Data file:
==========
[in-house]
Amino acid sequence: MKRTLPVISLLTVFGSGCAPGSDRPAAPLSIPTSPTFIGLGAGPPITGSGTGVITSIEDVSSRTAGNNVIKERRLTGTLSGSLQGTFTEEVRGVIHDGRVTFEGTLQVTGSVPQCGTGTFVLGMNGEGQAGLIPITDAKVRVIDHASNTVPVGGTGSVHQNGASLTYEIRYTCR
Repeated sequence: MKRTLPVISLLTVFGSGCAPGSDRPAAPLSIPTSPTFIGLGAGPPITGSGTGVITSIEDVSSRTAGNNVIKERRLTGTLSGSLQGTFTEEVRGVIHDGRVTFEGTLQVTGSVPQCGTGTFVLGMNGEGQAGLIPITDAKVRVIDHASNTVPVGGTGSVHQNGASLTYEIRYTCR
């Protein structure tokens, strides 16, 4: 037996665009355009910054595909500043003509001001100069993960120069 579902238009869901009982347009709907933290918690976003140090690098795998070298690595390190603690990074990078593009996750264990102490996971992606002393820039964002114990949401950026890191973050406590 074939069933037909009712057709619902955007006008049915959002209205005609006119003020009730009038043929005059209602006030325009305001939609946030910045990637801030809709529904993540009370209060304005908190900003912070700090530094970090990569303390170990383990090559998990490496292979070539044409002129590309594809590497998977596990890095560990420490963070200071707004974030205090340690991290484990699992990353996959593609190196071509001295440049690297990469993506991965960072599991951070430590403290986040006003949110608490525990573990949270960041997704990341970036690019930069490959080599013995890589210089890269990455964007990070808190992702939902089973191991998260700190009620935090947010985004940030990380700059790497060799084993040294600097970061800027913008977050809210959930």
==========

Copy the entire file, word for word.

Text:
[in-house]
Amino acid sequence: MKRTLPVISLLTVFGSGCAPGSDRPAAPLSIPTSPTFIGLGAGPPITGSGTGVITSIEDVSSRTAGNNVIKERRLTGTLSGSLQGTFTEEVRGVIHDGRVTFEGTLQVTGSVPQCGTGTFVLGMNGEGQAGLIPITDAKVRVIDHASNTVPVGGTGSVHQNGASLTYEIRYTCR
Repeated sequence: MKRTLPVISLLTVFGSGCAPGSDRPAAPLSIPTSPTFIGLGAGPPITGSGTGVITSIEDVSSRTAGNNVIKERRLTGTLSGSLQGTFTEEVRGVIHDGRVTFEGTLQVTGSVPQCGTGTFVLGMNGEGQAGLIPITDAKVRVIDHASNTVPVGGTGSVHQNGASLTYEIRYTCR
């Protein structure tokens, strides 16, 4: 037996665009355009910054595909500043003509001001100069993960120069 579902238009869901009982347009709907933290918690976003140090690098795998070298690595390190603690990074990078593009996750264990102490996971992606002393820039964002114990949401950026890191973050406590 074939069933037909009712057709619902955007006008049915959002209205005609006119003020009730009038043929005059209602006030325009305001939609946030910045990637801030809709529904993540009370209060304005908190900003912070700090530094970090990569303390170990383990090559998990490496292979070539044409002129590309594809590497998977596990890095560990420490963070200071707004974030205090340690991290484990699992990353996959593609190196071509001295440049690297990469993506991965960072599991951070430590403290986040006003949110608490525990573990949270960041997704990341970036690019930069490959080599013995890589210089890269990455964007990070808190992702939902089973191991998260700190009620935090947010985004940030990380700059790497060799084993040294600097970061800027913008977050809210959930």